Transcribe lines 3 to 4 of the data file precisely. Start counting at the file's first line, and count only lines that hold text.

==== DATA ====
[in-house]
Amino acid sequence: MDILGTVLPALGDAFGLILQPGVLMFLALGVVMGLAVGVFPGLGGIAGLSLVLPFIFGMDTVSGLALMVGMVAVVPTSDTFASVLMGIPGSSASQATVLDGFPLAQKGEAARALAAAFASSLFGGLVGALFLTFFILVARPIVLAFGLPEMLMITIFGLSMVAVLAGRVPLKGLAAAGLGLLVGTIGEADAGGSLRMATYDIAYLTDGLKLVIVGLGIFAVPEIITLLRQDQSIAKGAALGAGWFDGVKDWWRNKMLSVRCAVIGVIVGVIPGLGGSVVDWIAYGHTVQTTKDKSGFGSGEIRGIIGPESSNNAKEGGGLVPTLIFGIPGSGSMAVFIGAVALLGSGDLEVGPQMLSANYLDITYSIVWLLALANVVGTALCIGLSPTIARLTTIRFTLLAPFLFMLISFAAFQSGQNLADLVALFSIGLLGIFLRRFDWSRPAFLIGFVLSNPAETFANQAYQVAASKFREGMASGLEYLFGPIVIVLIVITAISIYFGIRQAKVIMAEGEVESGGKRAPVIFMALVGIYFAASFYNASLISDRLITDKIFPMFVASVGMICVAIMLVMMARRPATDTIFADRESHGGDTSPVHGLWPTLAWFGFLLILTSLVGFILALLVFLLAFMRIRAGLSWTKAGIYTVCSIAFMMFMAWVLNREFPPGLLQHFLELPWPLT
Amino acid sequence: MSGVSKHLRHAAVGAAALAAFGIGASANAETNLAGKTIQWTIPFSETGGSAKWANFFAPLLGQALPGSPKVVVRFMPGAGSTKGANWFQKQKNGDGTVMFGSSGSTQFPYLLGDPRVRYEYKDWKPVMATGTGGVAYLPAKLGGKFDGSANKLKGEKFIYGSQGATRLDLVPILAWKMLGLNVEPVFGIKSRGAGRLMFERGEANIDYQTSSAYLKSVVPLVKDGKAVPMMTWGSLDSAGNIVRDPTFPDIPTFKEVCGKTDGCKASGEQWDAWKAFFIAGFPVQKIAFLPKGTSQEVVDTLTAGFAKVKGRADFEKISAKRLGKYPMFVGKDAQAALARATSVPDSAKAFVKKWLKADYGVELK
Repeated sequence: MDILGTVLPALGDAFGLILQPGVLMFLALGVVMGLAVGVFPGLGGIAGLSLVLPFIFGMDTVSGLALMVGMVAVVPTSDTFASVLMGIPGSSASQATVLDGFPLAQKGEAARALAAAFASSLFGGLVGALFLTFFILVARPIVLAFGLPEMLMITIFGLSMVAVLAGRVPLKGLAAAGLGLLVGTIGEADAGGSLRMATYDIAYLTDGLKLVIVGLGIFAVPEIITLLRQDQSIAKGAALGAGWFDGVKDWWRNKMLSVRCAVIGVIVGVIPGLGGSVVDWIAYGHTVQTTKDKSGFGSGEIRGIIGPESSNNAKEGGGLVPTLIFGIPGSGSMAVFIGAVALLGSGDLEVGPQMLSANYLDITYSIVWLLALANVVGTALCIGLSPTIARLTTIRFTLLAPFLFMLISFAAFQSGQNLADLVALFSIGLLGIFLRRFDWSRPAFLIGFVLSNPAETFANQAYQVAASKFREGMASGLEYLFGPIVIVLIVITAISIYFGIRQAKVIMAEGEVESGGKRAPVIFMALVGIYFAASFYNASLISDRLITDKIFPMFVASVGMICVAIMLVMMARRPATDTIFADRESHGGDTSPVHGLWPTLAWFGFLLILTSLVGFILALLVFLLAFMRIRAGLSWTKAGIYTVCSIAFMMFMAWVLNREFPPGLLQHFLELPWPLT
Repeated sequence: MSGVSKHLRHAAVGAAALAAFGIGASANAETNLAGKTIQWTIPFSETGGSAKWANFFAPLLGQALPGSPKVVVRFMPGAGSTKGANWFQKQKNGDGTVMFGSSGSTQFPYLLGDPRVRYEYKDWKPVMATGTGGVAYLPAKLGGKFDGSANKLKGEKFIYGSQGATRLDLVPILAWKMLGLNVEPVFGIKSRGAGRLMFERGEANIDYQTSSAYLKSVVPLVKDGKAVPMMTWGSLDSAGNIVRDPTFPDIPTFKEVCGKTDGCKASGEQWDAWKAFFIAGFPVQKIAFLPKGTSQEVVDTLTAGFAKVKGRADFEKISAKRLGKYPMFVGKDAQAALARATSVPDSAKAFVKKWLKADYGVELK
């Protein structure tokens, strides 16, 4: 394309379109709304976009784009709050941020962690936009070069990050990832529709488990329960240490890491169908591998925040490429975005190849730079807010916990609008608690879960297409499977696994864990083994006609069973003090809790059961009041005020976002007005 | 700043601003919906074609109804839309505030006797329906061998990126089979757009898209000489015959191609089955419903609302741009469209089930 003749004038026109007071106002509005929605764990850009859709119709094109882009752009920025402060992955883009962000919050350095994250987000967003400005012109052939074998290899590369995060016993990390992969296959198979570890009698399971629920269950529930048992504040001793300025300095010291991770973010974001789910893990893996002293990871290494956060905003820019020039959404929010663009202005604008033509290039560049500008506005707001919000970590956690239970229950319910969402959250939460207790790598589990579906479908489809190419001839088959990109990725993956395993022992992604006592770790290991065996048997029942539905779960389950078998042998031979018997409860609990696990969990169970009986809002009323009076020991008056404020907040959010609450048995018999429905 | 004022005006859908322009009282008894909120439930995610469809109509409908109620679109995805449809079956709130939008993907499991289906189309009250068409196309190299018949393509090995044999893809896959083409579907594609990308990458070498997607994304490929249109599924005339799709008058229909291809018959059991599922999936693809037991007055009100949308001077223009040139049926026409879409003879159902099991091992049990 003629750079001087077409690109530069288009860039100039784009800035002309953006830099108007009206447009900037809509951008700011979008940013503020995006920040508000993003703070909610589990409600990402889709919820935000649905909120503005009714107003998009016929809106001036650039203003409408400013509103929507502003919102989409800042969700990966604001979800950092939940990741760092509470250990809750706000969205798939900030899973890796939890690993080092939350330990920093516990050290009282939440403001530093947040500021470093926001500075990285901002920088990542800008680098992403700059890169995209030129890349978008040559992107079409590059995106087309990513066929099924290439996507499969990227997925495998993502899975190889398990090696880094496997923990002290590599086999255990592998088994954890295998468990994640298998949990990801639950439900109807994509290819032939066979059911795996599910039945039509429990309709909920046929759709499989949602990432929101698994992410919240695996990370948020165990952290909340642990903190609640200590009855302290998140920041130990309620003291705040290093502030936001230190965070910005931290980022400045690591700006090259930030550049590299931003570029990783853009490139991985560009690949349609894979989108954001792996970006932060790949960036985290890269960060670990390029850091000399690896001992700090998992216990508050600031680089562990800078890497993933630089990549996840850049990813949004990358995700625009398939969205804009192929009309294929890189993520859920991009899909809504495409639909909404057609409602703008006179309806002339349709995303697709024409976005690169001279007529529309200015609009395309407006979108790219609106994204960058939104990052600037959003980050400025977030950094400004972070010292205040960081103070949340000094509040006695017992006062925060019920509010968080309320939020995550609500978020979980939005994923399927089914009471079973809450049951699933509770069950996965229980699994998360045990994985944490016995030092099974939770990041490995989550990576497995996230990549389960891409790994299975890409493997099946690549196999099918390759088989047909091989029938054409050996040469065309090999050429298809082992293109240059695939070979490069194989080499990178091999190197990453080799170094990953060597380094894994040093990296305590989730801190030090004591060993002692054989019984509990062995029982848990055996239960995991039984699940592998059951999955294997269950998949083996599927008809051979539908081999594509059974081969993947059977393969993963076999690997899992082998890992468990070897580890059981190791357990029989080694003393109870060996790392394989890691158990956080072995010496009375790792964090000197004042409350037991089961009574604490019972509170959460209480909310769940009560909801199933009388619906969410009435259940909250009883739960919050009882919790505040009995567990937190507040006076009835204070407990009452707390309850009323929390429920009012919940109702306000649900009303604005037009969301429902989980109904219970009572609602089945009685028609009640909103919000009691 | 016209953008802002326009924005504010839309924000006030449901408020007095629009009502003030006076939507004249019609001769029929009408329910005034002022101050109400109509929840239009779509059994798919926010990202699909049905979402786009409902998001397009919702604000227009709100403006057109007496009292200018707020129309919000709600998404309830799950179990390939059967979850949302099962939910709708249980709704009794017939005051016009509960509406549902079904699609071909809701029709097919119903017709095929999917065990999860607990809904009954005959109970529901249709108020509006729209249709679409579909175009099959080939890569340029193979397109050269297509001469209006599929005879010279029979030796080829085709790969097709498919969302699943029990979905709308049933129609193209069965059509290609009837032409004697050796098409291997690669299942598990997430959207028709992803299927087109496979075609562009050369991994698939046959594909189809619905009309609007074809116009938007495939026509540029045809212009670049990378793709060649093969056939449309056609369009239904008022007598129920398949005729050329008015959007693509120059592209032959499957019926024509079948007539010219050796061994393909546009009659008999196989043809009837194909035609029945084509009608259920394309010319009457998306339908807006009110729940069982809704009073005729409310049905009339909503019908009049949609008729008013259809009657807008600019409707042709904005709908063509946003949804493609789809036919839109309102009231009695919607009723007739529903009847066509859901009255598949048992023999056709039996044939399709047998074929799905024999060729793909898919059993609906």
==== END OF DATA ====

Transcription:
Amino acid sequence: MSGVSKHLRHAAVGAAALAAFGIGASANAETNLAGKTIQWTIPFSETGGSAKWANFFAPLLGQALPGSPKVVVRFMPGAGSTKGANWFQKQKNGDGTVMFGSSGSTQFPYLLGDPRVRYEYKDWKPVMATGTGGVAYLPAKLGGKFDGSANKLKGEKFIYGSQGATRLDLVPILAWKMLGLNVEPVFGIKSRGAGRLMFERGEANIDYQTSSAYLKSVVPLVKDGKAVPMMTWGSLDSAGNIVRDPTFPDIPTFKEVCGKTDGCKASGEQWDAWKAFFIAGFPVQKIAFLPKGTSQEVVDTLTAGFAKVKGRADFEKISAKRLGKYPMFVGKDAQAALARATSVPDSAKAFVKKWLKADYGVELK
Repeated sequence: MDILGTVLPALGDAFGLILQPGVLMFLALGVVMGLAVGVFPGLGGIAGLSLVLPFIFGMDTVSGLALMVGMVAVVPTSDTFASVLMGIPGSSASQATVLDGFPLAQKGEAARALAAAFASSLFGGLVGALFLTFFILVARPIVLAFGLPEMLMITIFGLSMVAVLAGRVPLKGLAAAGLGLLVGTIGEADAGGSLRMATYDIAYLTDGLKLVIVGLGIFAVPEIITLLRQDQSIAKGAALGAGWFDGVKDWWRNKMLSVRCAVIGVIVGVIPGLGGSVVDWIAYGHTVQTTKDKSGFGSGEIRGIIGPESSNNAKEGGGLVPTLIFGIPGSGSMAVFIGAVALLGSGDLEVGPQMLSANYLDITYSIVWLLALANVVGTALCIGLSPTIARLTTIRFTLLAPFLFMLISFAAFQSGQNLADLVALFSIGLLGIFLRRFDWSRPAFLIGFVLSNPAETFANQAYQVAASKFREGMASGLEYLFGPIVIVLIVITAISIYFGIRQAKVIMAEGEVESGGKRAPVIFMALVGIYFAASFYNASLISDRLITDKIFPMFVASVGMICVAIMLVMMARRPATDTIFADRESHGGDTSPVHGLWPTLAWFGFLLILTSLVGFILALLVFLLAFMRIRAGLSWTKAGIYTVCSIAFMMFMAWVLNREFPPGLLQHFLELPWPLT